Onto the performance: fo’reals, if u want a perfect synopsis of the operatic arc, go here to OC’s La Fille dress rehearsal review from Friday, April 18, 2008.
Not terribly much had changed with the staging, although obvs, cast & crew gave like 125.9%. N e wais...Marco, marco, Marco: tonight's conducting by Maestro Armiliato, an unsung conductor with a passion for strong, driven performances and famous among orchestras for his memory (glancing @ scores is 4 lam3rZ) was elegant, once again...animated, sprite, infectiously joyful, but a few instances were just too muscled and large for la Dessay and the ensemble.
OC noticed that some of the visual gags had been completely cut from Laurent Pelly’s direction, and the comic relief had been overall toned down. This fared well for everyone, audience included, as when the giggling got out of hand, harsh shushing erupted from quite a few patrons. Tiny things were cut, which nevertheless went a long way to create a more seamless drama -- as opposed to the dress rehearsal with the constant vie @ visual gags that gave a disjointed, unhinged, and irritated feel to many of the dramatic moments.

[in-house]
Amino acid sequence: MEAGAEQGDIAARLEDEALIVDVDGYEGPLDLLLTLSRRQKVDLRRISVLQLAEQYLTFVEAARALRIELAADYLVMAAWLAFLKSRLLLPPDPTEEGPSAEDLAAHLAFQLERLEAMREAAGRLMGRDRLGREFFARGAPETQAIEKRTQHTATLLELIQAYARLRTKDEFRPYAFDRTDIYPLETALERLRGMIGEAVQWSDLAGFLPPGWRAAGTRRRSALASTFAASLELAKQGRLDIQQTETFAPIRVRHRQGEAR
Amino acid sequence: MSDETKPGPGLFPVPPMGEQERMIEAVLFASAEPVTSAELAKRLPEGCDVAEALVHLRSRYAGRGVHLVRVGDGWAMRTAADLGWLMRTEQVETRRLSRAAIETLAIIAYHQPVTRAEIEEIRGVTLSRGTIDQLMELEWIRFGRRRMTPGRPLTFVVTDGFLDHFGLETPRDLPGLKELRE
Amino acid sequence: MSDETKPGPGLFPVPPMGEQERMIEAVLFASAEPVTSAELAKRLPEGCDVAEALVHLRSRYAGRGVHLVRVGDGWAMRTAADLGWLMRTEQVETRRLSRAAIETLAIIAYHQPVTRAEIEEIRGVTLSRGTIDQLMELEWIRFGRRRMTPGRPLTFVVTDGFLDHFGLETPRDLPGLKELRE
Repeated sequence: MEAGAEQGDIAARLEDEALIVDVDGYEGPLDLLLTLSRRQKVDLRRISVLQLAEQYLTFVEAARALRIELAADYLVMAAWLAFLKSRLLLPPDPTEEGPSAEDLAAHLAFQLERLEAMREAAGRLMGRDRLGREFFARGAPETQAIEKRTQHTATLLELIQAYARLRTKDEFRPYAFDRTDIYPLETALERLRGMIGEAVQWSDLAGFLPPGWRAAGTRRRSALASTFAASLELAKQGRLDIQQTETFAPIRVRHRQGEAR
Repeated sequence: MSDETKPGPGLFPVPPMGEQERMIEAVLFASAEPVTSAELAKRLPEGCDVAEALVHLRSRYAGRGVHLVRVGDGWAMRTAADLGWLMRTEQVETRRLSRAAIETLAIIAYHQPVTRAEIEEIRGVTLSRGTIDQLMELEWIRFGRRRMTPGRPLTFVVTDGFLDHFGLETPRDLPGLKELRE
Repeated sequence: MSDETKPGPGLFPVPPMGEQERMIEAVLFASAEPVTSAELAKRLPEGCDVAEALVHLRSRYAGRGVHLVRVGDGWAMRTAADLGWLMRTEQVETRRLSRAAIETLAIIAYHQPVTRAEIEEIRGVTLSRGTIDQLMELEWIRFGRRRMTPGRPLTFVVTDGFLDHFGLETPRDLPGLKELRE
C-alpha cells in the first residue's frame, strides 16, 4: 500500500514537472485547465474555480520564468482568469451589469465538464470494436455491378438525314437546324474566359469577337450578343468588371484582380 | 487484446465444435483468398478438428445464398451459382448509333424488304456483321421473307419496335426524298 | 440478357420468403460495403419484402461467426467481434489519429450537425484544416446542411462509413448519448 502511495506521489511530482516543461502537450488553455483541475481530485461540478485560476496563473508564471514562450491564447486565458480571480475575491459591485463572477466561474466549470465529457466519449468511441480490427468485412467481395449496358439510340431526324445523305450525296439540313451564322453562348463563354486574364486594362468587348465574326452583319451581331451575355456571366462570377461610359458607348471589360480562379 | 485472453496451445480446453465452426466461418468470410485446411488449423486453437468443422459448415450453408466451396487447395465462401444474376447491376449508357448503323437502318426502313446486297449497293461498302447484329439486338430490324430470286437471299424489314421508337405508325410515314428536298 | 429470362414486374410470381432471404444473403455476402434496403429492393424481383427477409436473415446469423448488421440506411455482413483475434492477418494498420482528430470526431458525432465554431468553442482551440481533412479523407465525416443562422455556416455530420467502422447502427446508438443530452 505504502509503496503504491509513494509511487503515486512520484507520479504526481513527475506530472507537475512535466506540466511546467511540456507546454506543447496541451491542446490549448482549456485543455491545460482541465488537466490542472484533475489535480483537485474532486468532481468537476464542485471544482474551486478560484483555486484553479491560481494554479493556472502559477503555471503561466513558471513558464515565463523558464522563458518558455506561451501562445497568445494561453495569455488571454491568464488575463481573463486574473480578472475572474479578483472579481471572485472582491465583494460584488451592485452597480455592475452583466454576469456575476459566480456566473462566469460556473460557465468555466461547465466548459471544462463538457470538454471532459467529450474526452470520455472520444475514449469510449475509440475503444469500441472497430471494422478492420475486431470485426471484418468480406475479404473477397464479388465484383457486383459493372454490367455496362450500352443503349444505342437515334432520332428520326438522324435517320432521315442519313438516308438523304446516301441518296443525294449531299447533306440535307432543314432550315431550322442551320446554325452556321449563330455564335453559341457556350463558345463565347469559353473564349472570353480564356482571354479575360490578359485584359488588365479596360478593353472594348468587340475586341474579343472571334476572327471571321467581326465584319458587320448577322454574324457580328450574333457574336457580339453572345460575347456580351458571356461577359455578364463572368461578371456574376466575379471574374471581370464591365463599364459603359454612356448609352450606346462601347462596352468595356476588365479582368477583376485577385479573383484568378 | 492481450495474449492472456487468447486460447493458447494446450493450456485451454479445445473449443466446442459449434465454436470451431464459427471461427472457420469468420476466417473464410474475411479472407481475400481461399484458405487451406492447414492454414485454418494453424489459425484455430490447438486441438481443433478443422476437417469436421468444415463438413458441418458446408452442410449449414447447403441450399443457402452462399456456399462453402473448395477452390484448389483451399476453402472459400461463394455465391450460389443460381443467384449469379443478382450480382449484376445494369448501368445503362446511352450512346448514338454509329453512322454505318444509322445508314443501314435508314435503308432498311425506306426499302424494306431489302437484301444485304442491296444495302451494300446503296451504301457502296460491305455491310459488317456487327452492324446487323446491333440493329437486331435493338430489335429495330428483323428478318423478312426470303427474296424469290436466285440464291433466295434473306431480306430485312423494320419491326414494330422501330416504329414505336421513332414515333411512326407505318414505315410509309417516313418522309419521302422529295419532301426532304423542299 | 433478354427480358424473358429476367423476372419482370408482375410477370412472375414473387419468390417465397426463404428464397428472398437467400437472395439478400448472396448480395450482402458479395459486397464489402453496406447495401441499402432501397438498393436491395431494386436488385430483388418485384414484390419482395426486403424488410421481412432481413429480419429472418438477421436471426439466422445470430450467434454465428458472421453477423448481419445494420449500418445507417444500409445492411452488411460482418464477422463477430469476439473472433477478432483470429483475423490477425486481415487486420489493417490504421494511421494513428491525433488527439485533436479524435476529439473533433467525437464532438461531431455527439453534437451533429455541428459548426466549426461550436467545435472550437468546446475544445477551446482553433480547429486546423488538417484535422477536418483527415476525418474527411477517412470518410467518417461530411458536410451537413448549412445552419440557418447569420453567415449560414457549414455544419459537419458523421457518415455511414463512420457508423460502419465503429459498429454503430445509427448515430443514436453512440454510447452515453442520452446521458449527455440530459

The chorus still needs to spend some extra time doing crunches or drills or whatever will not make them almost drop the entire "Allons, plus d'alarmes!" on the stage floor, a moment at the beginning of Act I when OC truly thought that things were going to quickly fall apart, messy, slimy pits all over the floor. Harrowing.
What killed was the not so analogous props during Act I. Here we have Marie doing her awesomely choreographed ironing routine, "Au bruit de la guerre", and in the background are all the laundry washing tools from WWI…like the wooden slat washboard and big iron tubs...yet la Dessay is hemming away at the ironing board with a white plastic iron, something you'd pick up at Sears. It was lost on me. Is it a statement on feminism? Cuz I ain't no Gloria Steinem.